According to the critical care experts at The Johns Hopkins Hospital who treated him, Allen Bagents, 24, of Arlington, Va., is the least likely person anyone ever expects to get sick, let alone suffer a six-week, potentially fatal bout with the swine flu, better known as H1N1 influenza.
A recently graduated economist his brother calls the “smartest guy he knows,” Bagents was healthy in July 2009, with no pre-existing medical conditions except for a leg infection caused by a bug bite three weeks earlier in Louisiana, when he sought treatment in a community hospital in Southern Maryland for fevers and trouble breathing.
What happened next, described in a report set to appear in the Journal of the American Medical Association online Dec. 8, have his caregivers at Johns Hopkins crediting the community hospital medical team’s swift recognition of lung failure and the quick transfer to Hopkins with saving Bagents’ life.
The Johns Hopkins team, including pulmonologist Matthew Pipeling, M.D., and intensivist Eddy Fan, M.D., say Bagents’ experience represents the most extreme case of survival from H1N1 infection reported to date in the United States, transpiring just over a month after the World Health Organization had declared a global flu pandemic. The outbreak, first reported in the United States in April 2009, during the usual spring and summer lull in influenza infections, would eventually claim some 17,000 lives worldwide, including a disproportionate number of young, previously healthy people who would typically be less vulnerable to seasonal flu.
“If the community hospital staff had waited a day longer, even a few hours more, Allen may not have been medically fit for transport and his lungs would have likely failed before any more advanced treatments could be performed to save him,” says Fan, an instructor at the Johns Hopkins University School of Medicine. Fan says Bagents had life-threatening low levels of oxygen in his blood on admission to intensive care at Johns Hopkins, and his breathing was completely dependent on a mechanical ventilator. The Louisiana native had developed his respiratory symptoms, including cough, plus vomiting, two weeks after he was given antibacterial drugs to treat the minor leg infection, a sign to his community physicians that a novel, most likely viral lung infection had taken hold.
Suspecting H1N1 infection, which Pipeling says was then “showing up in emergency rooms across the state,” though not originally tested for at the community hospital, the Hopkins team immediately gave Bagents oseltamivir, or Tamiflu, the only medication at the time known to work against the virus. Some two dozen other tests ruled out other possible pneumococcal, fungal or parasitic infections, further convincing the team’s infectious disease experts that Bagents indeed had H1N1, even though a rapid test for the new strain had been negative.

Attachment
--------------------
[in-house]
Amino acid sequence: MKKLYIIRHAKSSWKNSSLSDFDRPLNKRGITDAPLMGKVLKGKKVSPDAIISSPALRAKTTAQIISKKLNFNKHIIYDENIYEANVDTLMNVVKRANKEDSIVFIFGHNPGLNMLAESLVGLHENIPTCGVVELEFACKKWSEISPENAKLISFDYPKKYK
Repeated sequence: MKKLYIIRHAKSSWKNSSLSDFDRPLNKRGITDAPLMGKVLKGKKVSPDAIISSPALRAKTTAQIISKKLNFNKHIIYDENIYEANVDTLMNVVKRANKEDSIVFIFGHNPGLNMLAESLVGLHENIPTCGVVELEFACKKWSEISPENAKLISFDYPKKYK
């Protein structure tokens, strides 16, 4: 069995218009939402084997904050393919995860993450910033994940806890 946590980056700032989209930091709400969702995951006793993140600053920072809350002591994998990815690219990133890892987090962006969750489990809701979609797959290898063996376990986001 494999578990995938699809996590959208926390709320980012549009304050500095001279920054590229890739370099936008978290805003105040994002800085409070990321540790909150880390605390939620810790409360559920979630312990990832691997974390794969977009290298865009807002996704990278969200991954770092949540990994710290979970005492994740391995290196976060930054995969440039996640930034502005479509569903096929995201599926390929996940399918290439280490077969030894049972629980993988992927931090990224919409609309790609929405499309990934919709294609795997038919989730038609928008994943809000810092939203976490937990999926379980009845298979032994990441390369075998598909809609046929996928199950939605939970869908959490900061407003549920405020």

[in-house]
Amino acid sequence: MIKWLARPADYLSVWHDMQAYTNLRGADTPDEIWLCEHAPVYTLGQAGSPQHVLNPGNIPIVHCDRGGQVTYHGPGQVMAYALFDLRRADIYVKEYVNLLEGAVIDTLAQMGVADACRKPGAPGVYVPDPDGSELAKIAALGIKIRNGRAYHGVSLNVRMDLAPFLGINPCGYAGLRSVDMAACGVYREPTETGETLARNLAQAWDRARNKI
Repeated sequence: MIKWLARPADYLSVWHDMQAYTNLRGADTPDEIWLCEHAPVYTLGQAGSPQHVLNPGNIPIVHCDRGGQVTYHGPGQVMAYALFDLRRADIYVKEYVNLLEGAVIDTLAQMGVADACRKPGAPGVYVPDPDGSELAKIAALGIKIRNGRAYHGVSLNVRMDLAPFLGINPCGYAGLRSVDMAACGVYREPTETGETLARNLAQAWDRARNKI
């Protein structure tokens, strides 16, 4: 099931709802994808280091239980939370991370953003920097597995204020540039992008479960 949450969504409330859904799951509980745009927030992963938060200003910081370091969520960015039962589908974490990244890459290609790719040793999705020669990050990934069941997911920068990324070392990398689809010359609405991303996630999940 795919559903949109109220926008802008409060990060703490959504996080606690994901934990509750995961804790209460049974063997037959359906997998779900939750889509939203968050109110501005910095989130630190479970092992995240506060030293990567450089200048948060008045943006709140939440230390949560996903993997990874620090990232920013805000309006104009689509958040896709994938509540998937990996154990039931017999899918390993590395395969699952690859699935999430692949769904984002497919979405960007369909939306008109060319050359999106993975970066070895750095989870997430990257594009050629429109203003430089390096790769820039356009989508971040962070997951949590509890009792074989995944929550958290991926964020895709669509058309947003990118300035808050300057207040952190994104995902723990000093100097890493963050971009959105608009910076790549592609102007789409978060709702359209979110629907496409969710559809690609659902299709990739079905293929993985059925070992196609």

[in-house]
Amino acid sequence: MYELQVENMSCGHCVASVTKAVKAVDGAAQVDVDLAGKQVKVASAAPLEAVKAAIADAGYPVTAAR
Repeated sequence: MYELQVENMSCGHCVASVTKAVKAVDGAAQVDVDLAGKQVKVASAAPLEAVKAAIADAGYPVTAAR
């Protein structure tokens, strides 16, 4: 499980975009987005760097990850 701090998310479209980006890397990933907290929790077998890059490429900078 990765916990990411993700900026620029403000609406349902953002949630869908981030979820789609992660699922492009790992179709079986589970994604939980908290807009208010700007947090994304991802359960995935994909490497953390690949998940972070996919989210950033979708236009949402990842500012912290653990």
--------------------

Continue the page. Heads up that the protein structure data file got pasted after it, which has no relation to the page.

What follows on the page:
Despite treatment, Bagents’ lung condition continued to decline over the next 24 hours, with mechanical ventilation unable to keep his blood oxygen levels high enough to keep him alive.
Several emergency techniques were used to boost Bagents’ lung function – inhaling nitric oxide, gently vibrating his lungs to keep his air sacs open, even lying him face down, on his stomach to reverse the natural pressures on his lungs. Nothing worked, and three days after Bagents entered the ICU, his heart suddenly stopped. CPR and chemical injections kept him alive until the medical team could connect Bagents to a heart-lung machine, a mechanical pumping device that circulates and oxygenates the blood. The advanced technique, more formally known as extracorporeal membrane oxygenation, or ECMO for short, is usually reserved for open-heart surgeries and sometimes as a temporary bridge to transplant patients who need more time for an organ donor to become available. Pipeling and Fan knew that ECMO treatment had saved other patients in severe respiratory failure, essentially giving their lungs a rest and time to heal.
Bagents’ lung function stabilized. But over the next month, the Johns Hopkins team was unsuccessful in weaning Bagents off ECMO after a half-dozen attempts. “Every time we tried to take him off ECMO, he was unable to maintain safe oxygen levels by breathing with his own lungs,” says Pipeling, also an instructor at Johns Hopkins, who notes that adult patients are rarely ever on ECMO for longer than a week. “Our options were running out.”
“Lung transplantation was really his last chance at this point,” says Fan, who in consultation with Johns Hopkins transplant surgeon Ashish Shah, M.D., decided that Bagents’ youth and healthy heart, brain and kidney function made him a good candidate for a donor organ. And barely a day after being registered on the transplant waitlist, on the Labor Day weekend, Bagents received a new pair of lungs.
Bagents remained at Johns Hopkins until the end of November, when he began weekly check-ups and monitoring for any indications of organ rejection. He has since been re-admitted five times for lung infections and signs that his immune system is rejecting the transplanted lungs. The Hopkins team says the goal now is to prevent further setbacks with his new lungs so that he is well enough to go home.
Fan notes that few hospitals are equipped with ECMOs and even fewer perform lung transplants, so a quick transfer to a specialized center that has both is critical. “What other physicians need to know is that the window for responding effectively to complex cases of H1N1 is very slim,” says Fan “If we are ever faced with another outbreak, then a coordinated response from community hospitals and larger medical centers will be key to offering infected people the best possible care.”
Media contact: David March